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Economic Currents

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Expensive Exotics: Snakes in Hawaii

Posted June 19, 2013 | Categories: Hawaii's Environment, Blog, Project Environment

Last month a juvenile ornate tree snake (Chrysopelea ornate) was captured by military personnel near the airfield at Hickam Air Force Base. Inspectors from the Hawaii Department of Agriculture were notified and took custody of the foot-long snake. Ornate tree snakes are mildly venomous and are related to the brown tree snake (Boiga irregularis), which has devastated the ecosystem in Guam and threatens the environment and economy of Hawaii.

Snakes are not native to Hawaii and have the potential to invoke more than just fear in visitors and residents. The arrival and establishment of snakes could have hefty economic consequences to the state in terms of control costs and damages. Co-director of UHERO’s Project Environment, Dr. Kimberly Burnett, studied the potential economic outcome of a brown tree snake invasion in Hawaii as part of her Ph.D. dissertation. Depending on assumptions regarding control methods and population growth upon arrival, the snake could easily cost Hawaii $200-$300 million in management and damages including power outages, lost bird species and medical expenses related to snakebites. That's about equal to half the value of all the crops produced in Hawaii in 2011.  For more on the economic consequences of invasive species in Hawaii, visit UHERO’s Project Environment.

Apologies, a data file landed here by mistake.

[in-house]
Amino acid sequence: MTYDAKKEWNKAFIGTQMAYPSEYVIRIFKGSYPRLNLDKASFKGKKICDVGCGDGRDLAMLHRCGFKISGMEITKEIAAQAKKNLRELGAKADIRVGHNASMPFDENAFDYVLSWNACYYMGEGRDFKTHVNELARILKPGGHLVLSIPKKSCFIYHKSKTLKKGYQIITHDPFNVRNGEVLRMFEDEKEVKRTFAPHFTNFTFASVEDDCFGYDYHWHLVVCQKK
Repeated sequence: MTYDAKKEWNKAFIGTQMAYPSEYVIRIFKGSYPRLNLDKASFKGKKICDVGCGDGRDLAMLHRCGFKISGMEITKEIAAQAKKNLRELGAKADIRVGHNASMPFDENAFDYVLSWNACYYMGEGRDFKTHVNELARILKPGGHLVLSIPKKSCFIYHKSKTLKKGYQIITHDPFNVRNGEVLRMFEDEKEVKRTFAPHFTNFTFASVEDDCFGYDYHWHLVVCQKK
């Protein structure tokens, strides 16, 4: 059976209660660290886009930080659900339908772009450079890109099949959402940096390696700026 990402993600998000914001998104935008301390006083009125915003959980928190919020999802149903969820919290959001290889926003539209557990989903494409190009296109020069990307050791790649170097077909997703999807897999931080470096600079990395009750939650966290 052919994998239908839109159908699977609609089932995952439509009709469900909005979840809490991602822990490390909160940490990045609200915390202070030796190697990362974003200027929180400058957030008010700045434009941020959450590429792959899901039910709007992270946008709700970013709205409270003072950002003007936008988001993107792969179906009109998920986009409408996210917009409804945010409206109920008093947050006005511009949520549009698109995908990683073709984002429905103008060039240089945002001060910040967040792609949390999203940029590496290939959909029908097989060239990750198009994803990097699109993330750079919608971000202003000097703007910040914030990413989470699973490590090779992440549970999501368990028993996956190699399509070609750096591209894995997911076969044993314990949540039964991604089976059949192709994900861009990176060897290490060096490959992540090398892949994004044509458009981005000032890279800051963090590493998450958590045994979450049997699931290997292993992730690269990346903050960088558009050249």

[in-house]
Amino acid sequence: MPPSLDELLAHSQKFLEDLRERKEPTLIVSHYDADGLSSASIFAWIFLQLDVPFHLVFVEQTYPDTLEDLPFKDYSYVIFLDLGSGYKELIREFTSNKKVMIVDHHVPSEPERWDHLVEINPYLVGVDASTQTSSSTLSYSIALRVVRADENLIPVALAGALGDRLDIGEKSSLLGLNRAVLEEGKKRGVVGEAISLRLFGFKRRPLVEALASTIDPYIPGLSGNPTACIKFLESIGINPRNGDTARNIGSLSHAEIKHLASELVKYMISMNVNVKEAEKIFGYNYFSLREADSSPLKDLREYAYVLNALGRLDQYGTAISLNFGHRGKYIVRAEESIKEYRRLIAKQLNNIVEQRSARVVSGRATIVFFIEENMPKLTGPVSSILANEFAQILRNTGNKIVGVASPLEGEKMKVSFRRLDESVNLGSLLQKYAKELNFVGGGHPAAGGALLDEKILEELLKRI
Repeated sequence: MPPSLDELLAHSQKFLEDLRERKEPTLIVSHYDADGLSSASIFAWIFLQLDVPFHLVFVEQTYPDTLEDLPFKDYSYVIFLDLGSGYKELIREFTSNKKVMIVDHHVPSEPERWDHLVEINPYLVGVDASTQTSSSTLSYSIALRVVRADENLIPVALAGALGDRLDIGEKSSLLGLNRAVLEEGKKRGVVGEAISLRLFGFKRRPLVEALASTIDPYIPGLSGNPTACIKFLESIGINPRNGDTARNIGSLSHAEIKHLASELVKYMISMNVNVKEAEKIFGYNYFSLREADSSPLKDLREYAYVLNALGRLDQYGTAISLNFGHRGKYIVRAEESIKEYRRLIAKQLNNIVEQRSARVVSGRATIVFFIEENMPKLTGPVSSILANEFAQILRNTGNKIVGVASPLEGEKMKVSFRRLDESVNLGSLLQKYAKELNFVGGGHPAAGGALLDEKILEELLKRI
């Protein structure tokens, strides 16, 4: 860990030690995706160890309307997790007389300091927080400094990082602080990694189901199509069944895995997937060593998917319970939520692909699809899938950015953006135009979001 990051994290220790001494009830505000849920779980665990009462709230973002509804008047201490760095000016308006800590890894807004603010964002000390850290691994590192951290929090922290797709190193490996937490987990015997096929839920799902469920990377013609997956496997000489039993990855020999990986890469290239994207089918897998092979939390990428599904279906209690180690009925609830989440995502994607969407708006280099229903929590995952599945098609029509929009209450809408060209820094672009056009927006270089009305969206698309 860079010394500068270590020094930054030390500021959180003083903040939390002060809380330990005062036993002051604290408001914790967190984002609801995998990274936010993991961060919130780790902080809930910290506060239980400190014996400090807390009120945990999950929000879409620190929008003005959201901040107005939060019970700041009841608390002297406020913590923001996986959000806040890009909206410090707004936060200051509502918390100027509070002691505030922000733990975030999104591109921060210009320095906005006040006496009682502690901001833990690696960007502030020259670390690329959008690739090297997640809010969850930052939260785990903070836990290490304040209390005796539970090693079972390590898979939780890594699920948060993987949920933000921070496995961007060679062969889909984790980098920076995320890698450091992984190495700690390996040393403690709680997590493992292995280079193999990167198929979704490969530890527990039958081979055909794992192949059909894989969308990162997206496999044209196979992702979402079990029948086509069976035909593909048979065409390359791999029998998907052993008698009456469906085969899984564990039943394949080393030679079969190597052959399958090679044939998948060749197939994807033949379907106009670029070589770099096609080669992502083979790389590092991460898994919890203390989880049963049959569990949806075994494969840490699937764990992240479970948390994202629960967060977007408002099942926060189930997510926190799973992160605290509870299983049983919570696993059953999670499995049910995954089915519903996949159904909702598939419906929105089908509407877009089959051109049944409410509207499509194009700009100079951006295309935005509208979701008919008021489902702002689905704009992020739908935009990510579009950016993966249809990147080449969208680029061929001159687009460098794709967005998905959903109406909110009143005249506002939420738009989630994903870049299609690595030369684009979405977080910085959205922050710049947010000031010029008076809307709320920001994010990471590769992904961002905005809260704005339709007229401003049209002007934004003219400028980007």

--Kimberly Burnett

Photo credit flying snake: Dr. Allen Allison, Bishop Museum

Photo credit brown tree snake: Kimberly Burnett, UHERO


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